You ask good questions, and I can easily provide answers to each of your
issues. We defined Waterproof as outlined in the ANSI/HPVA standardized
testing, which has been the benchmark for numerous years. It is a very
tough procedure that measure the performance of each glue tested. The vast
majority (if not all) manufacturers of polyurethane glues, construction
adhesives, caulks, sealant, etc. indicate"waterpoof", on their labeling,
when they in fact are not designed for continuous submersion or use below
the waterline. (In our case, our claims are supported by a reputable testing
procedure). Simply put, the liability is too significant for these types of
applications and oftentimes, the substrates can't be controlled
sufficiently. In my office right now, I have a dried film of Titebond II
Premium Wood Glue that has been underwater for over 11 years...the film is
fine. However, it is how the substrates around the glue line react to these
conditions that could impact the overall strength and water-resistance of
Having said this, and living the ethical standards established by our
privately-held organization for over 70 years, we absolutely stand behind
our claim of waterproof as defined by the aforementioned criteria. In
addition, the thousands of success stories of Titebond II over the past 13
years, as well as the performance of Titebond III over the past 4 months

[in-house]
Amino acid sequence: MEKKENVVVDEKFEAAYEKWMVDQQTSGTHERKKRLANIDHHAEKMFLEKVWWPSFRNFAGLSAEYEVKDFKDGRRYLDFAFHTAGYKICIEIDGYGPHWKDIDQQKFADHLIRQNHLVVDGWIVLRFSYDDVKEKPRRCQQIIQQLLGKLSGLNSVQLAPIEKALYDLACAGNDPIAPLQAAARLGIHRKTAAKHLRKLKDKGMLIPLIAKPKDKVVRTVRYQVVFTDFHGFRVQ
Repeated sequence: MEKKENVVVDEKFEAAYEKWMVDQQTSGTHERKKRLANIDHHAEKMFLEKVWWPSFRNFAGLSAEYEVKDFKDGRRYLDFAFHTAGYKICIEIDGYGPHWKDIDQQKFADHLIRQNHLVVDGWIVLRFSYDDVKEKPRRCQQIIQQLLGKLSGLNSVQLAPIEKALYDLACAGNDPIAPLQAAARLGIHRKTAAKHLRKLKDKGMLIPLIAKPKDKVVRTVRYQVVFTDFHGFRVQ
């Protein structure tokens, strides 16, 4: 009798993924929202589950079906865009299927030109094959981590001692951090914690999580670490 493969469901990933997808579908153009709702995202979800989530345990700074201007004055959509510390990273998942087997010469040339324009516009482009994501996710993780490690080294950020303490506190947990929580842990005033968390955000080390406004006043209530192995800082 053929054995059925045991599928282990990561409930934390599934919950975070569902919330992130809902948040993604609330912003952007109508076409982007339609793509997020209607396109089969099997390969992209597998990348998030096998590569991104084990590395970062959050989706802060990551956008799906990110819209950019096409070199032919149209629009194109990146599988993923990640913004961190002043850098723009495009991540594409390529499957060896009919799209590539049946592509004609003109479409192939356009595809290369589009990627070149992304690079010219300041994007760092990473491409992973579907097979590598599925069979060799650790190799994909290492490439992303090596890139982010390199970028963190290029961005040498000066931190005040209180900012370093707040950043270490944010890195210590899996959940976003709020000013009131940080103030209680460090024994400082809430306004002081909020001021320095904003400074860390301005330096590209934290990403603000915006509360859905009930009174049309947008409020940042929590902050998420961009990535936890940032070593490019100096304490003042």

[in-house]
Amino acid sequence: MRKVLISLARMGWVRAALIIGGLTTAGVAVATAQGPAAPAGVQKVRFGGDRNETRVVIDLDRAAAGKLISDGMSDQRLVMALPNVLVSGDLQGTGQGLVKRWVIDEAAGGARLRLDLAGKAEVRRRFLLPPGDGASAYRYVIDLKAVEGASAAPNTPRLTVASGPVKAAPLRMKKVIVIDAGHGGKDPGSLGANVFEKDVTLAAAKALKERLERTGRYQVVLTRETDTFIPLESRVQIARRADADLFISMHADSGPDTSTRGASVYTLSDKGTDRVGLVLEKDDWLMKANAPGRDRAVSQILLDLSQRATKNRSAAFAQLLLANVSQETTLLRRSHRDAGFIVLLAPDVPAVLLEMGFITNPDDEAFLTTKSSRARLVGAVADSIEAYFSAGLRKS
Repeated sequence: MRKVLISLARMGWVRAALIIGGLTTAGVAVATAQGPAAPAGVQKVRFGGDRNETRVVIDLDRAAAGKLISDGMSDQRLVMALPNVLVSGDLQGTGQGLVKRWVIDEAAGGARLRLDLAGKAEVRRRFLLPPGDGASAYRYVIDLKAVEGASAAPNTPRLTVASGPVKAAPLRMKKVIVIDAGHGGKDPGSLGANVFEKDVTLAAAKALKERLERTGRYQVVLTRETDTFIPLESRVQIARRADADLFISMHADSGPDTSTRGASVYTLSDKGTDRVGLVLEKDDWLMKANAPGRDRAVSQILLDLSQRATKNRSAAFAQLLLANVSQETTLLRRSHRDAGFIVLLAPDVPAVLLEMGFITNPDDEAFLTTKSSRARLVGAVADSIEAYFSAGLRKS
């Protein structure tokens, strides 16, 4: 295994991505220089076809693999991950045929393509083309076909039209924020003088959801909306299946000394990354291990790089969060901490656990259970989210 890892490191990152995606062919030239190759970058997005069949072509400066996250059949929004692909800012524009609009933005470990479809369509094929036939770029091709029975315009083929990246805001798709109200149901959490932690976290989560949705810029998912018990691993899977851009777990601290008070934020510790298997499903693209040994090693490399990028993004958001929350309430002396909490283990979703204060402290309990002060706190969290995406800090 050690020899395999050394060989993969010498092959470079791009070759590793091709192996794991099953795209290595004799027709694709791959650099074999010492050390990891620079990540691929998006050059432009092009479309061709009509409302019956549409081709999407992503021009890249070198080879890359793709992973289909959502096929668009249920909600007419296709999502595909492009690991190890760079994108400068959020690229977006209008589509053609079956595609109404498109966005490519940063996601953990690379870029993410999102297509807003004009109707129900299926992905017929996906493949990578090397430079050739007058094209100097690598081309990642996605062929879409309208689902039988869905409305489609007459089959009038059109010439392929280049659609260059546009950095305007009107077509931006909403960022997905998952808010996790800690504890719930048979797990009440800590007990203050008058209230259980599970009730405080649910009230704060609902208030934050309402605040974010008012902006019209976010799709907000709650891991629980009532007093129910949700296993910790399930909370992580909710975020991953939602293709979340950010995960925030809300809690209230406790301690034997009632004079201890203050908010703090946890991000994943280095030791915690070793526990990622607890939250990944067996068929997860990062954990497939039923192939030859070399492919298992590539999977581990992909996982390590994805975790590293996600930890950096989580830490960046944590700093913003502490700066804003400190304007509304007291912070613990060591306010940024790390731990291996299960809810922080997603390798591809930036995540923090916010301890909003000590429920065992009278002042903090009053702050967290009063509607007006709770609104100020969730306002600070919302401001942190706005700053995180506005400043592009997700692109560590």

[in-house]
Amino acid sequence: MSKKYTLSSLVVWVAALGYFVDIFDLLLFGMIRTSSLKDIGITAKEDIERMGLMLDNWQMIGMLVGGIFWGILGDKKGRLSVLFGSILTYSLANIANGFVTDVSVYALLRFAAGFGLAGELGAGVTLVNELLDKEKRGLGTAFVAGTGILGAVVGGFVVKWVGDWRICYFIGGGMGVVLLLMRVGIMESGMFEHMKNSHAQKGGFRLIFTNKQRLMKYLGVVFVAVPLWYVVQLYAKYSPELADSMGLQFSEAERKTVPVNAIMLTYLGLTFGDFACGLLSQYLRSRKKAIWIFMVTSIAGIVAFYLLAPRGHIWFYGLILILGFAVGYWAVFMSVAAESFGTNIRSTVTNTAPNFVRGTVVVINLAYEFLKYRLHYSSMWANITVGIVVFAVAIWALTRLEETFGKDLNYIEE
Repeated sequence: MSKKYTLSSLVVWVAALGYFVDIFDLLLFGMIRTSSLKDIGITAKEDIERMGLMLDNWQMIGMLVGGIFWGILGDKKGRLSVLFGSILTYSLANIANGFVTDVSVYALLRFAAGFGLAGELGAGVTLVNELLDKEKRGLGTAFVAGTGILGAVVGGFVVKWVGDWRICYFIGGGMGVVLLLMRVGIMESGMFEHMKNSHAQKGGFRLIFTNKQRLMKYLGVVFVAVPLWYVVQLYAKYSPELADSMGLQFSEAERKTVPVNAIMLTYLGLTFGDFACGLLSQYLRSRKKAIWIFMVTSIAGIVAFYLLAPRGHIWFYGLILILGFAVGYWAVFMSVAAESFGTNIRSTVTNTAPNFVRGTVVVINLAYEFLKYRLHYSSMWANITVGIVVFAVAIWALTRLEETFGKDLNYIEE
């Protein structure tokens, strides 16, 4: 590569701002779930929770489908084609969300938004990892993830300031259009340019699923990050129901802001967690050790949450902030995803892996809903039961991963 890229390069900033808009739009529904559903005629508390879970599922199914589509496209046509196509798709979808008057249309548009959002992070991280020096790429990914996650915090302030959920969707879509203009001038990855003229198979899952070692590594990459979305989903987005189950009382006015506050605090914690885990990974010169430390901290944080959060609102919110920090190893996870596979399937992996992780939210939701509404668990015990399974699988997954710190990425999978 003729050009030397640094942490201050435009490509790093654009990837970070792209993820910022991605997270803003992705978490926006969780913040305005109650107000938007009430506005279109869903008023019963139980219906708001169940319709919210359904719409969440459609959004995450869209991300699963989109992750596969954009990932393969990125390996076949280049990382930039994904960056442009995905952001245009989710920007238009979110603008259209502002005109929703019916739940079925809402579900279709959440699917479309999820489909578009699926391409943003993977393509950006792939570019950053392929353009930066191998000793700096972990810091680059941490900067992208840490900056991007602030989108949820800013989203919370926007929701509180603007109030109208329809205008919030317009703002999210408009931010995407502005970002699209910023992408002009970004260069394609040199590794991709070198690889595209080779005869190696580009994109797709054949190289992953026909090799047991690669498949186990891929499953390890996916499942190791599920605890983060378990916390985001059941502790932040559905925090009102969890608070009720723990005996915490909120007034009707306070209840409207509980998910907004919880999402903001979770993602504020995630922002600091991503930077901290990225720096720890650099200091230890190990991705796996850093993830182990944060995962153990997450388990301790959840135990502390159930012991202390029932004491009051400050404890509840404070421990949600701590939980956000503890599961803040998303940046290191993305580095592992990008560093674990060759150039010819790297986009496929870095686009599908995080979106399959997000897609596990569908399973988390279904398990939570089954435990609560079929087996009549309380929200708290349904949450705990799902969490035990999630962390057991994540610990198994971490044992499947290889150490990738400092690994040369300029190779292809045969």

lends much more credibility than a magazine article. Are you a current user
of Titebond Wood Glues? If so, what has your experience been? It is
incredibly rare when someone is unhappy with the performance of our
Please note that we are strong partners of Wood Magazine, and together we
have supported woodworking for a number of years. However, we completely
disagree with the results published in this article and will be able to
demonstrate scientifically many of the inaccuracies that we feel compromised
How is Titebond III superior to Titebond II?
1. Increased water-resistance according to standardized and recognized,
2. Approximately 400 psi stronger than Titebond II, according to
standardized and recognized testing procedures.
3. Longer open time, upwards of twice as long. For years, even the most
loyal Titebond II users have asked us for a longer setting glue. Titebond
III takes care of this.
4. Titebond III is effective in temperatures down to 45 degrees, compared
to 55 degrees for Titebond II. Less chalking potential.
Finally, I'm quite concerned about your use of "hype" in reference to our
marketing efforts. As stated above, the ethical standards we support here
at Franklin are extremely high, which is apparent throughout the woodworking
industry as our product performance, technical support and commitment to
woodworking is clearly demonstrated throughout all the top woodworking
publications and associations. I am sorry that you question our marketing
efforts; I simply wish you could understand our position and ethical
standards in comparison to industry-wide practices. We feel good about our
position, our marketing efforts and again, completely stand behind our
claims, regardless of the product.
I appreciate your interest in this situation. Hopefully, this has been
helpful. Take care and have a great day.
P.S. Since we have taken the time to correspond with one another, could you
elaborate on your involvement in woodworking; the types of glues you use and
your experiences with these glues. I'm curious to know from what
perspective you are approaching this situation. Thanks so much.